Enhancement of Antituberculosis Immunity in a Humanized Model System by a Novel Virus-Vectored Respiratory Mucosal Vaccine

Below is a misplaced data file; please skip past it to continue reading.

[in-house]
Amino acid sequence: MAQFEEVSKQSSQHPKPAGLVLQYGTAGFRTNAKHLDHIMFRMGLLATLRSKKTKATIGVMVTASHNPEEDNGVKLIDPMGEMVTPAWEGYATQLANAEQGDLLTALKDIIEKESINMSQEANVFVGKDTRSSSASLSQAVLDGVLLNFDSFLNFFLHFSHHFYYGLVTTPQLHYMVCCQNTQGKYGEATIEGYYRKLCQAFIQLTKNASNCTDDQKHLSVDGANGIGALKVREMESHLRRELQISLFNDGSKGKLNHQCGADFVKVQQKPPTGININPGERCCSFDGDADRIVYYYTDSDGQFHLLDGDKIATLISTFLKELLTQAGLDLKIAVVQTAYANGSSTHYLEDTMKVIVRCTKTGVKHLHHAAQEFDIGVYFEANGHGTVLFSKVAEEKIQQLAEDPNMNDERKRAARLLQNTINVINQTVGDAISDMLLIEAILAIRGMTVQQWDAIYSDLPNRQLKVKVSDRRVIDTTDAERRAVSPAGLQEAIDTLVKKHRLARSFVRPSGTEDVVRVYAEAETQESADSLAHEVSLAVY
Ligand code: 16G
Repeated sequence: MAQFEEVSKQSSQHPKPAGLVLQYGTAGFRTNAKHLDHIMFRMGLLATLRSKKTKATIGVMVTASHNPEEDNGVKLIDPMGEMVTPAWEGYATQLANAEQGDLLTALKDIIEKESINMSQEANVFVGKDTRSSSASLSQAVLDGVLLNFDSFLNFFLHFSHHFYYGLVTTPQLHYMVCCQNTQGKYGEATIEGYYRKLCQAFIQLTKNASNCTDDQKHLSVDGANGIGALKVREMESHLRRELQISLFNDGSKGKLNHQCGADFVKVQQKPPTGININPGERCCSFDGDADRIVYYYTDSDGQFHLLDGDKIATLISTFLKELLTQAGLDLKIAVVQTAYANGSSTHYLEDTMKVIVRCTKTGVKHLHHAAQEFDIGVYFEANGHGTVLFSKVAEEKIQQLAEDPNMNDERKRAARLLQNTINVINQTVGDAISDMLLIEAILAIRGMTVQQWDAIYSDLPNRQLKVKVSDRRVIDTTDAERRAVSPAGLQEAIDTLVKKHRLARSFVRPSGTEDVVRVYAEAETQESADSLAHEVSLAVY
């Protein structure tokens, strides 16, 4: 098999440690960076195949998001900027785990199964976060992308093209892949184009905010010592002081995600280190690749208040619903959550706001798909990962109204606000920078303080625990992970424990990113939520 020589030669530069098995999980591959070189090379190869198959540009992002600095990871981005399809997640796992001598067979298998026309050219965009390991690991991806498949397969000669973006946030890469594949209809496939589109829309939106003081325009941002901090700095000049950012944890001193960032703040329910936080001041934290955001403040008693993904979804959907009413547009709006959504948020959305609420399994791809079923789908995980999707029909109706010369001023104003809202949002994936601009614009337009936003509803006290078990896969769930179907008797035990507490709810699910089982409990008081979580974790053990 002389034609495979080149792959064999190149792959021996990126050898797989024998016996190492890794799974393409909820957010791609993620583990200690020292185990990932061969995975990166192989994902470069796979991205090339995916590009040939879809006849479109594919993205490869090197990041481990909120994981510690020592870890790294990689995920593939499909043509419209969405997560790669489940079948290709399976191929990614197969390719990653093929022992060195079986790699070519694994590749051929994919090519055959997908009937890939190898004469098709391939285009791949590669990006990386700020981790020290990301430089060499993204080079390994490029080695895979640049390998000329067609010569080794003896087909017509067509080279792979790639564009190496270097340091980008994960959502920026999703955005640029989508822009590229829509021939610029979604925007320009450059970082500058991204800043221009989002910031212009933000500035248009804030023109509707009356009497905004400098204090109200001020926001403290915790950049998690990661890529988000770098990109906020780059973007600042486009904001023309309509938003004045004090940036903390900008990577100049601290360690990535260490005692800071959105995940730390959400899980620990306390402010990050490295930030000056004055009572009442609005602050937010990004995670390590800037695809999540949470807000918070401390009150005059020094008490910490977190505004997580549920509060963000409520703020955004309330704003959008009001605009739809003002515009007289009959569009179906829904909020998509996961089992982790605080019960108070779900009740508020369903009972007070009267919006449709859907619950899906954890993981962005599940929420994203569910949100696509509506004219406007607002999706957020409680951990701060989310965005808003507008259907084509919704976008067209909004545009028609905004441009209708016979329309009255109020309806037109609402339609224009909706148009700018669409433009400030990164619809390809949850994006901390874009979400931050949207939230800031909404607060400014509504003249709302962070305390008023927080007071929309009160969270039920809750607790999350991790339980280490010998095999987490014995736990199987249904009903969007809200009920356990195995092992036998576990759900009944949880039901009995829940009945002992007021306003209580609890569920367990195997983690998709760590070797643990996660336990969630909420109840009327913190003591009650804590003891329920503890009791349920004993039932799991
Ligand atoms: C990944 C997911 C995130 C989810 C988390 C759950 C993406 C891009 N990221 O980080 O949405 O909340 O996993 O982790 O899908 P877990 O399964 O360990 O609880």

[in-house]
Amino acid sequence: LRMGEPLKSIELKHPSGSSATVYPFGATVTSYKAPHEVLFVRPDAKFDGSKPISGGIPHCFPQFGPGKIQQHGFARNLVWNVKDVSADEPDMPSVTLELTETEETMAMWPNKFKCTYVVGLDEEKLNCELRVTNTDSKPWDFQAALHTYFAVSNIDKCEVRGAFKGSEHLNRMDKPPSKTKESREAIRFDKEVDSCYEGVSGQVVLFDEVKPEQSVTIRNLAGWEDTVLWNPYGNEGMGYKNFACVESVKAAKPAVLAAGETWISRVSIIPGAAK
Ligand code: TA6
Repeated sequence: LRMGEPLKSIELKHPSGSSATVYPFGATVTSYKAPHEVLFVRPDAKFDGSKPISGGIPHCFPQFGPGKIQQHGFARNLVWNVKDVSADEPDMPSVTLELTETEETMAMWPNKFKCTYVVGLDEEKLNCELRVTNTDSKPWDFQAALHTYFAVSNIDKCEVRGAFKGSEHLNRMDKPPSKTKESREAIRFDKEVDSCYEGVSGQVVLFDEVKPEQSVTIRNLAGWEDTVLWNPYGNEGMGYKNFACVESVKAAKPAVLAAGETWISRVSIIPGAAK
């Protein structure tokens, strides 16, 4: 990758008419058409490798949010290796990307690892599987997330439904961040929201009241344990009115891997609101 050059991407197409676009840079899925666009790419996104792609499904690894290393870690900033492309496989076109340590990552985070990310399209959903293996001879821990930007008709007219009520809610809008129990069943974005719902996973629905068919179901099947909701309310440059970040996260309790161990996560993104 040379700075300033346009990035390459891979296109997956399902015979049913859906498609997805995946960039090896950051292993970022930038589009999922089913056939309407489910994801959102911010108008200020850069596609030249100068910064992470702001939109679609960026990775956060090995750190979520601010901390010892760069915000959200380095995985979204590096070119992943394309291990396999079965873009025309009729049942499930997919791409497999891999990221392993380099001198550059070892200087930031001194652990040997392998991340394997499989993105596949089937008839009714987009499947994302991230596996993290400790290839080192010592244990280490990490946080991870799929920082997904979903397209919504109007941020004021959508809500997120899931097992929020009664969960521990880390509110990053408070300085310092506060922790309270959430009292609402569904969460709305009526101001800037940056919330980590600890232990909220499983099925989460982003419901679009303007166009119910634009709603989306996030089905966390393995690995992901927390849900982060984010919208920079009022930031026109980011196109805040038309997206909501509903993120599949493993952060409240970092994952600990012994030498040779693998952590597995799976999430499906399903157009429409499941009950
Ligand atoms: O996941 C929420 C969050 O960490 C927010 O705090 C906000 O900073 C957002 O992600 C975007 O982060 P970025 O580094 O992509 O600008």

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Background: The translation of preclinically promising novel tuberculosis vaccines to ultimate human applications has been challenged by the lack of animal models with an immune system equivalent to the human immune system in its genetic diversity and level of susceptibility to tuberculosis. Methods: We have developed a humanized mice (Hu-mice) tuberculosis model system to investigate the clinical relevance of a novel virus-vectored (VV) tuberculosis vaccine administered via respiratory mucosal or parenteral route. Results: We find that VV vaccine activates T cells in Hu-mice as it does in human vaccinees. The respiratory mucosal route for delivery of VV vaccine in Hu-mice, but not the parenteral route, significantly reduces the humanlike lung tuberculosis outcomes in a human T-cell-dependent manner. Conclusions: Our results suggest that the Hu-mouse can be used to predict the protective efficacy of novel tuberculosis vaccines/strategies before they proceed to large, expensive human trials. This new vaccine testing system will facilitate the global pace of clinical tuberculosis vaccine development.
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